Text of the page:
Remember yesterday when I talked about gardening insanity and doing the same thing over and over again and expecting a different result. I do that too many times. I know not to plant pumpkins here. They never live. It is an impossible quest. But it is so hard when my daughter asks for pumpkins to say no. The mini pumpkins sometimes work. They can set their fruit quickly and will often make one or two, but real pumpkins just aren't worth trying. Next year - butternut squash.

Monday, July 28, 2008

What is it About Gardeners?

Carol at May Dream Gardens asked "What is it about gardeners?" yesterday. It was such an apropos question to me this morning. And I had the answer. We are all insane. And as I frequently do in the garden, I'm feeling that way right now. The definition of insanity that I'm using today is doing the same thing over and over and expecting a different result. I know better. I've done it so many times. But why do I keep doing it?

What have I done today you ask?

Well I know my chipmunks. You can't leave the tomatoes on the vine to ripen. They get them partially ripe. Yesterday, I looked at my two tomatoes - I might point out here that they are the first non-cherry tomatoes to ripen on my plants, so I was particularly looking forward to them - and got greedy. I wanted vine ripened tomatoes. So I let them stay in the garden for one more day. I told myself I would pick them in the morning. I thought maybe they would be safe. Now they had never been safe any other year, so nothing had changed, except that bout of gardener insanity. I kept thinking not one cherry tomato had been taken yet. Of course I've picked every cherry tomato only partially ripe.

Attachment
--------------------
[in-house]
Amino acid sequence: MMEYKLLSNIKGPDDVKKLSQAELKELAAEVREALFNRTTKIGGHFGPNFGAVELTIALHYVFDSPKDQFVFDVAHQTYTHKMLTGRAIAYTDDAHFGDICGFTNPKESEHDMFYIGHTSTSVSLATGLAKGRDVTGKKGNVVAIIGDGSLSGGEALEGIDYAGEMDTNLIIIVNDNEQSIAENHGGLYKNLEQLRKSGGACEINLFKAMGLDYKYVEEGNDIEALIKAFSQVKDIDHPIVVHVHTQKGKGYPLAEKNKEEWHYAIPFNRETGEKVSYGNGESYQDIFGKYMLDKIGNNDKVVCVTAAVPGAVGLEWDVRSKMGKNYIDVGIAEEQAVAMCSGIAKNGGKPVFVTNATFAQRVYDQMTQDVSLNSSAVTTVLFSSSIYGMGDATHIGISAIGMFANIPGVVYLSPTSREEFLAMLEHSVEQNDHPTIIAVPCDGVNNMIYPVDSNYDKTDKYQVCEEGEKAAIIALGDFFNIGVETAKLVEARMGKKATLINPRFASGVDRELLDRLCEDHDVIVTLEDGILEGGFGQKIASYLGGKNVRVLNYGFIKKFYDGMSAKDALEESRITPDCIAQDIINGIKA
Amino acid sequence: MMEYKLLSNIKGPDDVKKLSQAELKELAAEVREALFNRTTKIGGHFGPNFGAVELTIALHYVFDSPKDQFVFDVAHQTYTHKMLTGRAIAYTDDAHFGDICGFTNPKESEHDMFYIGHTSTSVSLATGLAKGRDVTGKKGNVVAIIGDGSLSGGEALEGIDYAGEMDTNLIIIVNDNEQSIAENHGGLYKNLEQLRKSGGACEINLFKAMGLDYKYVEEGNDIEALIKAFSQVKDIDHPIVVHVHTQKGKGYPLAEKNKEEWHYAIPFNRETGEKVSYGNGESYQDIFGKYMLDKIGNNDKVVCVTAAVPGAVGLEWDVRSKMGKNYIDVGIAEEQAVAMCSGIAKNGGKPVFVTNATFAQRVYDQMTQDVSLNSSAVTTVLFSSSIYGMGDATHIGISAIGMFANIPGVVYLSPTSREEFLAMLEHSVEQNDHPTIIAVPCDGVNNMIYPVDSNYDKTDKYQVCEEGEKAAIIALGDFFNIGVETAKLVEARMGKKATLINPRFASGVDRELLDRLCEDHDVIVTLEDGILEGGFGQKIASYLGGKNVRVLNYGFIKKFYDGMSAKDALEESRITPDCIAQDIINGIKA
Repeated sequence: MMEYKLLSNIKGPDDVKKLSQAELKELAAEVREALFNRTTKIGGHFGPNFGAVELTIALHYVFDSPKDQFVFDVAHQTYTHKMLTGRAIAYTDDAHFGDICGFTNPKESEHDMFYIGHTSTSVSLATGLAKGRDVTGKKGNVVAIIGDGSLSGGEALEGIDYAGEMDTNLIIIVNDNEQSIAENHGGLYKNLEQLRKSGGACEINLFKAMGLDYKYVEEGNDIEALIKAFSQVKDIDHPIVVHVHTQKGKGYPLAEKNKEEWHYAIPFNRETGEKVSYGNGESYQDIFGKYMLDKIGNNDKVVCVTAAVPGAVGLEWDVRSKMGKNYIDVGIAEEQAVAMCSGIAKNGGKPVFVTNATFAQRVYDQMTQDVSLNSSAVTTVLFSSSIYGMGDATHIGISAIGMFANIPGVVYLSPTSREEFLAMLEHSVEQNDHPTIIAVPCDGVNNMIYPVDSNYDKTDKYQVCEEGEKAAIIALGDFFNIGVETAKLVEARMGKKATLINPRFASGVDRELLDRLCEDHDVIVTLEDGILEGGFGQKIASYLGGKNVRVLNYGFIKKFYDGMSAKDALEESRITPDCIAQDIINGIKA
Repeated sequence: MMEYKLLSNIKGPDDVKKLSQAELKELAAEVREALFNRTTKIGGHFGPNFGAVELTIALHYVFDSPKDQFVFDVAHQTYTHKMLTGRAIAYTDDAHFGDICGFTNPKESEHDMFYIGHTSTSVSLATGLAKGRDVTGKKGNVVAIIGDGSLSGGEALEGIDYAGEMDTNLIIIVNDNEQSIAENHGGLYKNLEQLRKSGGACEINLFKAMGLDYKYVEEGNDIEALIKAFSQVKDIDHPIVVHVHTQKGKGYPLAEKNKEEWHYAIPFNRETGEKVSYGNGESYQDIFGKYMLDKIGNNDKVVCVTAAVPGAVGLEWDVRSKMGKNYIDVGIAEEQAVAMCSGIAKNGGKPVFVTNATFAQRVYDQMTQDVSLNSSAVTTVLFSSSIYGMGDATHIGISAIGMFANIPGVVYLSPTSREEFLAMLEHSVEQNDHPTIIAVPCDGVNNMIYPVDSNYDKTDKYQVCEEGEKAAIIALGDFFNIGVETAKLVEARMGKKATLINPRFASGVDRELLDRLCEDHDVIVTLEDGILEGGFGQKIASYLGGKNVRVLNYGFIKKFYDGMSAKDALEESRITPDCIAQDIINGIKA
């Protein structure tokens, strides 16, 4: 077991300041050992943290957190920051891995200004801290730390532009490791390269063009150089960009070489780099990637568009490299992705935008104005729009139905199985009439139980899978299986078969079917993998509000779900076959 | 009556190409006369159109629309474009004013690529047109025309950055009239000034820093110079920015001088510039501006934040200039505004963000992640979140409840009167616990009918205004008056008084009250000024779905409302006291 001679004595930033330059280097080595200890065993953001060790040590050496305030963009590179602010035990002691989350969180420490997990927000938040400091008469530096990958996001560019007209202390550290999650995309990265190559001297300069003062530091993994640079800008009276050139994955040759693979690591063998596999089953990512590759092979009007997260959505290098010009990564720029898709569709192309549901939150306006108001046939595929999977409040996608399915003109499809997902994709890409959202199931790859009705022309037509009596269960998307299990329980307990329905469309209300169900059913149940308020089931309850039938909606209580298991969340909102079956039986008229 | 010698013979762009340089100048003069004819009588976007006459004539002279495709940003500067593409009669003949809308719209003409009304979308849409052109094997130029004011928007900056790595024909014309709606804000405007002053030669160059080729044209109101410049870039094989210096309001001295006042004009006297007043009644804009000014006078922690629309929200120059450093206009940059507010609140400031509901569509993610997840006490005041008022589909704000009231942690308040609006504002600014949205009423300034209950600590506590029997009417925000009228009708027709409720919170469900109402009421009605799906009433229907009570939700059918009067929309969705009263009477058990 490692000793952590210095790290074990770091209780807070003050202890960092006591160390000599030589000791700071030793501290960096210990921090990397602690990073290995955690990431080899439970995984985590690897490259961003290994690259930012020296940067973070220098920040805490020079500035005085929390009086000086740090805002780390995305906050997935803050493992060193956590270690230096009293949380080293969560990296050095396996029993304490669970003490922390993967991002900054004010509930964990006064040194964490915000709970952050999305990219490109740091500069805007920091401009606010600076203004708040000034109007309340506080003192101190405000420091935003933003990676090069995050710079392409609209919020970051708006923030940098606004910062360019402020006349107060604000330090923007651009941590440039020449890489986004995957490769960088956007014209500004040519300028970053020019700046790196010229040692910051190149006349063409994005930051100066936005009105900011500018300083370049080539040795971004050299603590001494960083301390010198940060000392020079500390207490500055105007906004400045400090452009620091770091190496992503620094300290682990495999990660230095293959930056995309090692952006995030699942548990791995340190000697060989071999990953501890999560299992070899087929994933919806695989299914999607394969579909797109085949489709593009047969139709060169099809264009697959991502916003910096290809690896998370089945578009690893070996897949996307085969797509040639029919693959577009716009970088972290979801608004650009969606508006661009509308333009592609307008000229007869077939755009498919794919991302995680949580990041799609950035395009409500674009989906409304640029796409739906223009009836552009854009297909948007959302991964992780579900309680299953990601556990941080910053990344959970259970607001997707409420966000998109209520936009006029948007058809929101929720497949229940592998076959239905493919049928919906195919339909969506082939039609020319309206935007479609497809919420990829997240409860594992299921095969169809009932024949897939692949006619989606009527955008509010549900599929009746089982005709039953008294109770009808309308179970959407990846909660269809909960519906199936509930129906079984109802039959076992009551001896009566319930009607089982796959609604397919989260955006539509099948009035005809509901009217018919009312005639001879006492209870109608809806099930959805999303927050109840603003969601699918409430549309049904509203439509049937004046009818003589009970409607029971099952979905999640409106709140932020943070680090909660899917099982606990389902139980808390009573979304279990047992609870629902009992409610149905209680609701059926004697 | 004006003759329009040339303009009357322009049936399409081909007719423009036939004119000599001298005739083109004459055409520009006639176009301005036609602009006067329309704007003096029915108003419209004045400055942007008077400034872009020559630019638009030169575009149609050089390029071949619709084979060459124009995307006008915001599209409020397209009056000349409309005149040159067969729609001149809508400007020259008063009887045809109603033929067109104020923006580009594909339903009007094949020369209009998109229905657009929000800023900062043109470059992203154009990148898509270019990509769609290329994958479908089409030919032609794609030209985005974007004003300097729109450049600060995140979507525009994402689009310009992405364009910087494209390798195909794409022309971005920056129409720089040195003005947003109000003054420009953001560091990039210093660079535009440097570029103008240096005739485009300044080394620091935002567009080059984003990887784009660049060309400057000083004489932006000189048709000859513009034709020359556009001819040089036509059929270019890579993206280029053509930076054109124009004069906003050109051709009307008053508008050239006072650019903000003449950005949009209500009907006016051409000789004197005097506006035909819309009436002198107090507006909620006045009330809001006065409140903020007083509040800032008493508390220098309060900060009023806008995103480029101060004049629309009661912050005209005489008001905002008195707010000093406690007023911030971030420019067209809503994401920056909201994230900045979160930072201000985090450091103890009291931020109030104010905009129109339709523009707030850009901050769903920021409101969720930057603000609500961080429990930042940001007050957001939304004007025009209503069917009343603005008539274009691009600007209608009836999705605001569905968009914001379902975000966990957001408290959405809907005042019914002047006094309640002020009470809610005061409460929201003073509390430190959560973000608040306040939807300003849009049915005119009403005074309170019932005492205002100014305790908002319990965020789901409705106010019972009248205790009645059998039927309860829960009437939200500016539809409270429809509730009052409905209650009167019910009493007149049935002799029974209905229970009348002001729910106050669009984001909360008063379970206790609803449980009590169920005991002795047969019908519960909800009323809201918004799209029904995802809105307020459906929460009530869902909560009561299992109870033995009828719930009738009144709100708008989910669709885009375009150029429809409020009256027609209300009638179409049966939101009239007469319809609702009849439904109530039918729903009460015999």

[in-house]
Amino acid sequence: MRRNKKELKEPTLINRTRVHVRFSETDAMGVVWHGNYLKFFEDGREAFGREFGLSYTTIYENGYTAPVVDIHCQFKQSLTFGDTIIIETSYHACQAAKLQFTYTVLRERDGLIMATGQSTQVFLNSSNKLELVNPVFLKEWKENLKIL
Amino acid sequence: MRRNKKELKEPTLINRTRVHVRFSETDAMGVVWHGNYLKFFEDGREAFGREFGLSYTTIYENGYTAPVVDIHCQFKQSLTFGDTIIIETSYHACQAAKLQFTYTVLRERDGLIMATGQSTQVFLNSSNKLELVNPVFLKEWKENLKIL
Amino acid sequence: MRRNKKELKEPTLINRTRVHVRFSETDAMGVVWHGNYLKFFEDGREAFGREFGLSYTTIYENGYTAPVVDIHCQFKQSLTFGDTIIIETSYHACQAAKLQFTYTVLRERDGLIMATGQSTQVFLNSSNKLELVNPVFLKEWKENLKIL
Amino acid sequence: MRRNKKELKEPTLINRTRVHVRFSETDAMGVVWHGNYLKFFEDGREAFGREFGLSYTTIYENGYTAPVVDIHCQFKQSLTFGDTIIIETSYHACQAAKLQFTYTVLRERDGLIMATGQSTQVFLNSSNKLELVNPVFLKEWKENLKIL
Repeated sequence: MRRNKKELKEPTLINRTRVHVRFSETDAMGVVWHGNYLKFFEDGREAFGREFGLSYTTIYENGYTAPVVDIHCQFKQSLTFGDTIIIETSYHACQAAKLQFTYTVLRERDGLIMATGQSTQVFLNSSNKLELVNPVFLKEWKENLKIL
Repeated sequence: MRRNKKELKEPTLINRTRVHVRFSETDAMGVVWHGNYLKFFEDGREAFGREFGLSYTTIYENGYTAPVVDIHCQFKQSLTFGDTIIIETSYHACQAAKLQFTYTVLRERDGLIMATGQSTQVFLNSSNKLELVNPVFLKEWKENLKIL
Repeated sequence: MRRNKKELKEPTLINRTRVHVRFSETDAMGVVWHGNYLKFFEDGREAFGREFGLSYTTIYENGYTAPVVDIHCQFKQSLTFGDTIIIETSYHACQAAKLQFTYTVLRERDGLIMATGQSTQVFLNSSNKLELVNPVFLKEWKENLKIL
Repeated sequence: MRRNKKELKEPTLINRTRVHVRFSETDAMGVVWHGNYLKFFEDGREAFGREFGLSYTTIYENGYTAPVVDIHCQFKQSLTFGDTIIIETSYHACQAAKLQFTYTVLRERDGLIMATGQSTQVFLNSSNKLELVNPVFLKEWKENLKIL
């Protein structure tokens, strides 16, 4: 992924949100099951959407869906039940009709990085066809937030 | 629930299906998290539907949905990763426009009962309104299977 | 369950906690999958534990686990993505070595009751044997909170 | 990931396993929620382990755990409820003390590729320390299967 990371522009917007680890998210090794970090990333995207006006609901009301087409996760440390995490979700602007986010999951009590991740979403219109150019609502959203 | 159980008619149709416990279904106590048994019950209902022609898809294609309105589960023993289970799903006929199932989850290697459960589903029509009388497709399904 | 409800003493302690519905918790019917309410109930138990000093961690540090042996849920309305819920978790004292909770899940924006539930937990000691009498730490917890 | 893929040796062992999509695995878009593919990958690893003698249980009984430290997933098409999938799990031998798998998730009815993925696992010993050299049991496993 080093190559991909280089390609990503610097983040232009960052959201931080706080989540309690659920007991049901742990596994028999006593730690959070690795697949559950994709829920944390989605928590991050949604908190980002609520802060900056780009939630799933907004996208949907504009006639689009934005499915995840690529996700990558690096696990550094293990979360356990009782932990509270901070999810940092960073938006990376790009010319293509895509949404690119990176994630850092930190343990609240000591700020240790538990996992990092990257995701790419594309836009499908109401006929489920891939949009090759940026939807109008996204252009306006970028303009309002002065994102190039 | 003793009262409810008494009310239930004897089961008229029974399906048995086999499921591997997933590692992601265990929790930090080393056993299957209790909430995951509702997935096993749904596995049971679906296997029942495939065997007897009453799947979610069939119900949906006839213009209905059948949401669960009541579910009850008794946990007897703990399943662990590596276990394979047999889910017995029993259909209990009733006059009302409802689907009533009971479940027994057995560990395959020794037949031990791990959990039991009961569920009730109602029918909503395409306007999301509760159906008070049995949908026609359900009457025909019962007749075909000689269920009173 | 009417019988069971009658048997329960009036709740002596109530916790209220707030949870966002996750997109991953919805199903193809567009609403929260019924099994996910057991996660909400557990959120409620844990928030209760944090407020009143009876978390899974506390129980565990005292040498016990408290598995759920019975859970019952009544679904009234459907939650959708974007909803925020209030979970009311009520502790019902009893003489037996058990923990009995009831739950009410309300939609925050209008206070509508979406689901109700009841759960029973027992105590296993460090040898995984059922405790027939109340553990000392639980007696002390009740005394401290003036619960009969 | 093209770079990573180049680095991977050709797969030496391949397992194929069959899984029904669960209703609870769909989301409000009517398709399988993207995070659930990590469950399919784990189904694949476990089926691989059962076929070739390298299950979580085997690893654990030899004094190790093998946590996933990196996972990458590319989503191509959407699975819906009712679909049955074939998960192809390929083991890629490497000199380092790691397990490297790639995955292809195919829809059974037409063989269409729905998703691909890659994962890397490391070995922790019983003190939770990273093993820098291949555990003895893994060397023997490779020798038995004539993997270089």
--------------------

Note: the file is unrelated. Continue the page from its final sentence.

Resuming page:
Really I knew better. So much for my first ripe tomatoes. The Aussie I'm very sad about. I won't get another for quite some time. The Orange Blossom, is a determinate so all the other ones will start turning soon. In fact two already are blushing yellow. Hmm how long should I wait to pick those? Maybe just one vine ripened tomato?

Sunday, July 27, 2008

Solanaceae Crops

This year is not my best year for the solanaceae crops. Their location really sucks. My major planting area is in three beds that are on a three year rotation. Each bed is four feet wide and they vary in length from about 15' to 20'. This year they are in the shortest one. In addition it is now in partial shade until around 1pm. In late June and early July the sun is high enough in the sky for them to get full sun, but now as the sun gets lower in the sky each day they get less and less. I have one little eggplant that has set and it is now 3" long and touching the ground. I don't know if I should pick it or if I should let it grow longer. It is a mini eggplant anyway - Slim Jim variety. Its eggplants only reach 4-6". I hope they are getting enough sun to set more. They are such beautiful plants with the soft purple leaves.

My jalapeño peppers are the worst off. I almost didn't plant two of them in the spring because of the sun situation. They are right up near the fence, so not only does the tree shade them in the morning, but the fence shades them in the afternoon. You can see the four jalapeños that I have all in a row. The ones on the left are half the height as the one on the right that actually see a few hours of sun each day. But they are all setting fruit. I'm really surprised they could pull it off. I've harvested two jalapeños from each of the two tiniest plants.

As always my Super Chili peppers are doing the best. These are the prettiest plants I've ever seen. They hold their multitudinous fruit upright above the foliage and when the pepper turn red they are stunning. I eat a few of them green, mostly pickled, but the strength of the peppers is when they are red. They are very hot and dry extremely easily.